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How IRS Form 2553 Can Save Your Business a Ton of Taxes

By Dan Caplinger – Updated Sep 27, 2018 at 6:26PM

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Using this form is the key to avoiding double taxation.

Starting a business is exciting, but it comes with all kinds of decisions to make. On the tax front, many entrepreneurs have never heard of Form 2553, but this IRS form can end up giving you one of the most valuable tax breaks you'll ever have. Let's take a look at Form 2553 and discover why it's so important.

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Form 2553: Opening the door to S-corporation status
No one likes to pay taxes, but business owners who form corporations can end up getting taxed not once, but twice. Regular corporations pay corporate tax of up to 35% at the entity level, without getting any deduction for dividends paid out to their shareholders. In turn, shareholders who receive those dividends pay a second layer of tax, with the amount depending on what tax bracket the individual shareholder happens to be in during the year in which the corporation pays the dividend.

Fortunately, there's a way for entrepreneurs to get the asset protection that corporations offer while avoiding double taxation. By incorporating as an S corporation, all of the income the business generates gets passed directly to shareholders, avoiding corporate tax, and leaving just a single layer of taxable profits. That's where Form 2553 comes in, as it's the form that lets you formally declare your business to be an S corporation. If you qualify, all you have to do is complete the form, and your election generally takes effect once the IRS accepts it -- typically within 60 days of your filing the form.

Are you eligible to file Form 2553?
In order to use Form 2553, your business has to be eligible to be treated as an S corporation. Specifically, the company can have only one class of stock, and no shareholders can be nonresident aliens. With the exception of certain tax-exempt organizations, as well as trusts and estates, shareholders must be individuals rather than corporate entities. The S corporation must have 100 or fewer different shareholders, although spouses are automatically treated as one shareholder, and families can elect to aggregate their interests to get single-shareholder treatment.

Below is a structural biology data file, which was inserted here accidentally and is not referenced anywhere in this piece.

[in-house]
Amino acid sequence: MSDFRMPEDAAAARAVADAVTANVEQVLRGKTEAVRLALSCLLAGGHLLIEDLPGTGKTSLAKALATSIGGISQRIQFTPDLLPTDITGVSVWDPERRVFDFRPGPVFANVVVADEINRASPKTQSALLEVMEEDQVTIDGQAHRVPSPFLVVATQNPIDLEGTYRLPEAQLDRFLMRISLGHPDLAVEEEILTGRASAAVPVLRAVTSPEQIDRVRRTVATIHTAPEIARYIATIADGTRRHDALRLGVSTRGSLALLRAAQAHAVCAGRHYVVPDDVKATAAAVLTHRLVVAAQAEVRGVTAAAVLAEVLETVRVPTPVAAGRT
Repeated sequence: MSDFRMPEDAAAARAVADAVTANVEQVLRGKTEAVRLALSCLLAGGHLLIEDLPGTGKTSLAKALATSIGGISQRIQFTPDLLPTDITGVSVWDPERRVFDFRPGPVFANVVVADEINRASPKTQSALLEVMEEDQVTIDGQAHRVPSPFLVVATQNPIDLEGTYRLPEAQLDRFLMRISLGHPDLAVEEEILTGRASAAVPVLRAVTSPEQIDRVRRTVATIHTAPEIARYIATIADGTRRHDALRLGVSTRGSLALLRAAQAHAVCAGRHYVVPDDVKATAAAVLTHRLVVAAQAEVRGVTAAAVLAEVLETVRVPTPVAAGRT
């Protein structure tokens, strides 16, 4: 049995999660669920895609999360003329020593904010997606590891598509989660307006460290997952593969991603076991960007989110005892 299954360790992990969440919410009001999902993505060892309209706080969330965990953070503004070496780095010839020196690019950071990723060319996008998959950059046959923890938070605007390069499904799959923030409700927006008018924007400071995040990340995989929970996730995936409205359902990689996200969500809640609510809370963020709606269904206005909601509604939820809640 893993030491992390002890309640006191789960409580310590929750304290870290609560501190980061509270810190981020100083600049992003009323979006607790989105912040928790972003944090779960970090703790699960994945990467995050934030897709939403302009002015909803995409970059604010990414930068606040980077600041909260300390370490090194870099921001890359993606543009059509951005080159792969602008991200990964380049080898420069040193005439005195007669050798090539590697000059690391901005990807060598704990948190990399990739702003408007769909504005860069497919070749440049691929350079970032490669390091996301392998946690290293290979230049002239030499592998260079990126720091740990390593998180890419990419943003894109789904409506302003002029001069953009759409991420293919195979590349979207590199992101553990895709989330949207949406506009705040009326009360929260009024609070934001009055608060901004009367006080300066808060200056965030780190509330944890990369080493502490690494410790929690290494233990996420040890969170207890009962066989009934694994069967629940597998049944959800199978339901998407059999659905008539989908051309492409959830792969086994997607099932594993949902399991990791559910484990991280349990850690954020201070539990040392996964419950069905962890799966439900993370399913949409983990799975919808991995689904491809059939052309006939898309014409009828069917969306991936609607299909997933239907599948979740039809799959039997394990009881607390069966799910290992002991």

Also, keep in mind that some states won't recognize the federal Form 2553 for state-tax purposes. You might also have to file an appropriate form with the state's revenue department in order to comply with state law and get the benefits of S corporation status at that level.

Why Form 2553 isn't as important as it used to be
In the past, corporations were the only business entities that provided asset protection from creditors, and so S corporation status was the only tax-friendly way for entrepreneurs to protect themselves financially. But the rise of the limited liability company has made S corporations less popular, as LLCs also qualify for the pass-through taxation treatment that initially made S corporations so attractive. At the same time, LLCs have fewer limitations than the S corporation regulations have, and in most states, both offer similar levels of liability protection to their owners.

However, there are certain advantages of S corporations over LLCs. One of the biggest is that, while LLC owners have to pay self-employment taxes on the full amount of income, S corporation owners can instead establish "reasonable compensation" for their services, and avoid employment taxes on the remainder of the business' profits.

Filing Form 2553 might seem like an added burden, but for many entrepreneurs, it's the best way to save on taxes while giving themselves the financial protection they need. If you want to get S corporation status, take a closer look at Form 2553 today.

Dan Caplinger has no position in any stocks mentioned. The Motley Fool has no position in any of the stocks mentioned. Try any of our Foolish newsletter services free for 30 days. We Fools may not all hold the same opinions, but we all believe that considering a diverse range of insights makes us better investors. The Motley Fool has a disclosure policy.

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